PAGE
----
Expert’s answer: FOUNDATION Fieldbus architecture

There are three types of network architectures for FOUNDATION Fieldbus: star, line, and tree (or trunk) and spur topologies. Each FOUNDATION Fieldbus architecture offers advantages and disadvantages, so let’s break them down.

Star: This structure connects all devices directly to the control room without spurs or trunk. Typically, you’ll use this application for devices close to the control room. This topology has become rare because it needs the most cable of the three.

Line: This structure uses a single pair of cables to connect all devices. Many companies use the line topology because of its clear structure and low wiring cost.

Trunk (or Tree) and Spur:  This structure is based on a line. The trunk line runs from the control room to the junction box in the field, where each device connects to the spur on the device coupler.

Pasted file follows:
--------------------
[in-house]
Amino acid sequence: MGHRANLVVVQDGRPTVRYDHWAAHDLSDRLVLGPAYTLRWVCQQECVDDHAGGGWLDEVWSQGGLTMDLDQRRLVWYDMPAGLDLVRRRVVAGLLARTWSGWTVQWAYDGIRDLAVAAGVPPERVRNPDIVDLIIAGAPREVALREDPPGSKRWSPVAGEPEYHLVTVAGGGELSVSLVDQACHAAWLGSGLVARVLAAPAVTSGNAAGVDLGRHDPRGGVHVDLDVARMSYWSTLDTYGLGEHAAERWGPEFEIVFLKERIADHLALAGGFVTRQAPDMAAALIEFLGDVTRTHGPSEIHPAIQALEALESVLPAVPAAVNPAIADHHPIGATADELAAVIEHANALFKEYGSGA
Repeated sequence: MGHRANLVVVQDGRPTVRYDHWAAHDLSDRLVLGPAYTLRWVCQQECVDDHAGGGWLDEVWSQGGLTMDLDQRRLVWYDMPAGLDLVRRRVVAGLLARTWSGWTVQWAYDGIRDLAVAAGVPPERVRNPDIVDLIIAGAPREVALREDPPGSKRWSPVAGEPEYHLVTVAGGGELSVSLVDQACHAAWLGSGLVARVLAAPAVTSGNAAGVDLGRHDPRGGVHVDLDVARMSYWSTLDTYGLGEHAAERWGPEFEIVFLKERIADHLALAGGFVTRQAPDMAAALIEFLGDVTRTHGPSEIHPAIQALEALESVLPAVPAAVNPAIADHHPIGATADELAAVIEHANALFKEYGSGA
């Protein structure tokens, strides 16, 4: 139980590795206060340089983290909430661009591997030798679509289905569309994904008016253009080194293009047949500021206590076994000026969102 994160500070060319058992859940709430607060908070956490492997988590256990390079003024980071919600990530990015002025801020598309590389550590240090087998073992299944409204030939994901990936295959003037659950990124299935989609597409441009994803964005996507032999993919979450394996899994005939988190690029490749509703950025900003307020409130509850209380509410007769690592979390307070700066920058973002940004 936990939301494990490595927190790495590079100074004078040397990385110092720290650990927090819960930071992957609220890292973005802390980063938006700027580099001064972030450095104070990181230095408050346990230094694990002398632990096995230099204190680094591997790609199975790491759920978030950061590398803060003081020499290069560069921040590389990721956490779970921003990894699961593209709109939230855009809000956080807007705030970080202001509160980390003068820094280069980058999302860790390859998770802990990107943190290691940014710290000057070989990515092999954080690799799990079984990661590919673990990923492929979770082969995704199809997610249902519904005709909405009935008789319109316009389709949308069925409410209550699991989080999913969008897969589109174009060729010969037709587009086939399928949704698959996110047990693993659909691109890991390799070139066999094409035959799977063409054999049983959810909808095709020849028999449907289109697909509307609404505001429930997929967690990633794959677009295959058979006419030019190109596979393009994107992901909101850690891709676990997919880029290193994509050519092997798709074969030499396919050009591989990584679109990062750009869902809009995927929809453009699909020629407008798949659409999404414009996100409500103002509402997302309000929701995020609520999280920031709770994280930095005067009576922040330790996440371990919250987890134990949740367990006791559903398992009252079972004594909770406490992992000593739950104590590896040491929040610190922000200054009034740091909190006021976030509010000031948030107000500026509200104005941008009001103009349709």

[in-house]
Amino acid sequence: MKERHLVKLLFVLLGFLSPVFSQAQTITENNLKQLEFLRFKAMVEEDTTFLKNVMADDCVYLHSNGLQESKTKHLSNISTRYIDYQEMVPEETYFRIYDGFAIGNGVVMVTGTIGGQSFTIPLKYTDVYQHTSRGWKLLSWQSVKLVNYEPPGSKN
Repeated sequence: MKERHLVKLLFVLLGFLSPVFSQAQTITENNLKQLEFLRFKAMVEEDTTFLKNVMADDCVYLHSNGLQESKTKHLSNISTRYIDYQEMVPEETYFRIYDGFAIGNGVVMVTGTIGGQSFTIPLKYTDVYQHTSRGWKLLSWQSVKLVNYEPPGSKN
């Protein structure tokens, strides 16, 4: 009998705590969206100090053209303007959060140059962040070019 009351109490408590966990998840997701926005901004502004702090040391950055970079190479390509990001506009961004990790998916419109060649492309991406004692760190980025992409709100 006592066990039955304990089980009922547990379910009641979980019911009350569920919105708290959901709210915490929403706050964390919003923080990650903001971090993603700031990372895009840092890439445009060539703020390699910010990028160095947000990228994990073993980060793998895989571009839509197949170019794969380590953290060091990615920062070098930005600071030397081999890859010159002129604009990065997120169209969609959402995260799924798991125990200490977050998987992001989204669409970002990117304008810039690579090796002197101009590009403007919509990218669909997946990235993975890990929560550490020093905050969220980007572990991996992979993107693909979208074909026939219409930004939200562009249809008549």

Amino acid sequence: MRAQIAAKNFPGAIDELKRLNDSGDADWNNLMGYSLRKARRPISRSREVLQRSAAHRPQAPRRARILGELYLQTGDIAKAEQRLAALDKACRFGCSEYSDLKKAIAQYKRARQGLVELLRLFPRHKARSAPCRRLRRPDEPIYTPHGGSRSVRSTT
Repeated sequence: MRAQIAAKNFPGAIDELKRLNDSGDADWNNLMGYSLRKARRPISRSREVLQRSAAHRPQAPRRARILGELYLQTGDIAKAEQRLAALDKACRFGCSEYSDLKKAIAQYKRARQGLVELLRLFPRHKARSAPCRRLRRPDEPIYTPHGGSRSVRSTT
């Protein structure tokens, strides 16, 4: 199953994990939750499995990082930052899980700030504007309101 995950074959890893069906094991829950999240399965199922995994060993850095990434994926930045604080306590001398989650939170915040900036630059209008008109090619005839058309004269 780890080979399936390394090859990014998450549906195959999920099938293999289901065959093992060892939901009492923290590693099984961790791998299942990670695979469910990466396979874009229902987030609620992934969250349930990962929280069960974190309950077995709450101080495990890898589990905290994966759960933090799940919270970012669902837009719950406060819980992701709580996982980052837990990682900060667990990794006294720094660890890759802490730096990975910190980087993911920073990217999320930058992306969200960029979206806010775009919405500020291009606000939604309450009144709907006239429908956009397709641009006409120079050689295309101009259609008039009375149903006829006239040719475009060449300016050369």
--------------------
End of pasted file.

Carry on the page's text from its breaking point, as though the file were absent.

FOUNDATION Fieldbus architecture
FOUNDATION Fieldbus – Copyright TURCK

In a distributed architecture, the trunk goes out to a single junction box, and all spurs come out of this box. The box contains one or several device couplers to support the desired number of spurs. In a highly distributed architecture, the trunk goes to multiple junction boxes. Each box will be smaller and closer to the field device, and each segment contains one segment protector or field barrier.

Other resources that might interest you

FOUNDATION Fieldbus troubleshooting!
My company has a FOUNDATION Fieldbus network, and when it rains, we have problems with the network stability! How can I solve this issue?
FOUNDATION Fieldbus Promass 200!
Can I have a loop-powered Promass 200 with a FOUNDATION Fieldbus device? And what’s the accuracy of the flow meter?
FOUNDATION Fieldbus junction box

How do I select a new junction box to connect to my FOUNDATION Fieldbus network?

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